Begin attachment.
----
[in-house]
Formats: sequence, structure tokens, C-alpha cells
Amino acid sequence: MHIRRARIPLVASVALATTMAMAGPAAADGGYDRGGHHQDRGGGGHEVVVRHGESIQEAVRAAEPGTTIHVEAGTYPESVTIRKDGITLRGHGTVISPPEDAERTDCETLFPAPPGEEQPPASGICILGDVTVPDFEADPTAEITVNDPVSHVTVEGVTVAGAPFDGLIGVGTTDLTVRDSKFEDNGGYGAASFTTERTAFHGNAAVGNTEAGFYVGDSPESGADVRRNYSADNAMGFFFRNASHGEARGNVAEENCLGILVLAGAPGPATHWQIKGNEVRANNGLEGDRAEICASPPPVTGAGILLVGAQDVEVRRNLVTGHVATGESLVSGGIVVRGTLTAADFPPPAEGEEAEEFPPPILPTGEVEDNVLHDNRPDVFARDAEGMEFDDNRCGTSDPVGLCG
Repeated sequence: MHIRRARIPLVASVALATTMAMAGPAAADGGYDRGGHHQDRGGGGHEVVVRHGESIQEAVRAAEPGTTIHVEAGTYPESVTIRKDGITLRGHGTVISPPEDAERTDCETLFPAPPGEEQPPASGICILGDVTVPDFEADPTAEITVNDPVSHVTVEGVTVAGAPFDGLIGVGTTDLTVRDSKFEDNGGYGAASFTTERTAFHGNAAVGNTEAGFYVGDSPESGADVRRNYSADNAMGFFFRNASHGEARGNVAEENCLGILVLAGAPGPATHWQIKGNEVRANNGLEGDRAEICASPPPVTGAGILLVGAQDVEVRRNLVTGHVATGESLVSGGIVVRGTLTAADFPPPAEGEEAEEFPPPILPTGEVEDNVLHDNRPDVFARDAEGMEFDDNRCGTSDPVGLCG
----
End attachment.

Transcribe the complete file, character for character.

[in-house]
Formats: sequence, structure tokens, C-alpha cells
Amino acid sequence: MHIRRARIPLVASVALATTMAMAGPAAADGGYDRGGHHQDRGGGGHEVVVRHGESIQEAVRAAEPGTTIHVEAGTYPESVTIRKDGITLRGHGTVISPPEDAERTDCETLFPAPPGEEQPPASGICILGDVTVPDFEADPTAEITVNDPVSHVTVEGVTVAGAPFDGLIGVGTTDLTVRDSKFEDNGGYGAASFTTERTAFHGNAAVGNTEAGFYVGDSPESGADVRRNYSADNAMGFFFRNASHGEARGNVAEENCLGILVLAGAPGPATHWQIKGNEVRANNGLEGDRAEICASPPPVTGAGILLVGAQDVEVRRNLVTGHVATGESLVSGGIVVRGTLTAADFPPPAEGEEAEEFPPPILPTGEVEDNVLHDNRPDVFARDAEGMEFDDNRCGTSDPVGLCG
Repeated sequence: MHIRRARIPLVASVALATTMAMAGPAAADGGYDRGGHHQDRGGGGHEVVVRHGESIQEAVRAAEPGTTIHVEAGTYPESVTIRKDGITLRGHGTVISPPEDAERTDCETLFPAPPGEEQPPASGICILGDVTVPDFEADPTAEITVNDPVSHVTVEGVTVAGAPFDGLIGVGTTDLTVRDSKFEDNGGYGAASFTTERTAFHGNAAVGNTEAGFYVGDSPESGADVRRNYSADNAMGFFFRNASHGEARGNVAEENCLGILVLAGAPGPATHWQIKGNEVRANNGLEGDRAEICASPPPVTGAGILLVGAQDVEVRRNLVTGHVATGESLVSGGIVVRGTLTAADFPPPAEGEEAEEFPPPILPTGEVEDNVLHDNRPDVFARDAEGMEFDDNRCGTSDPVGLCG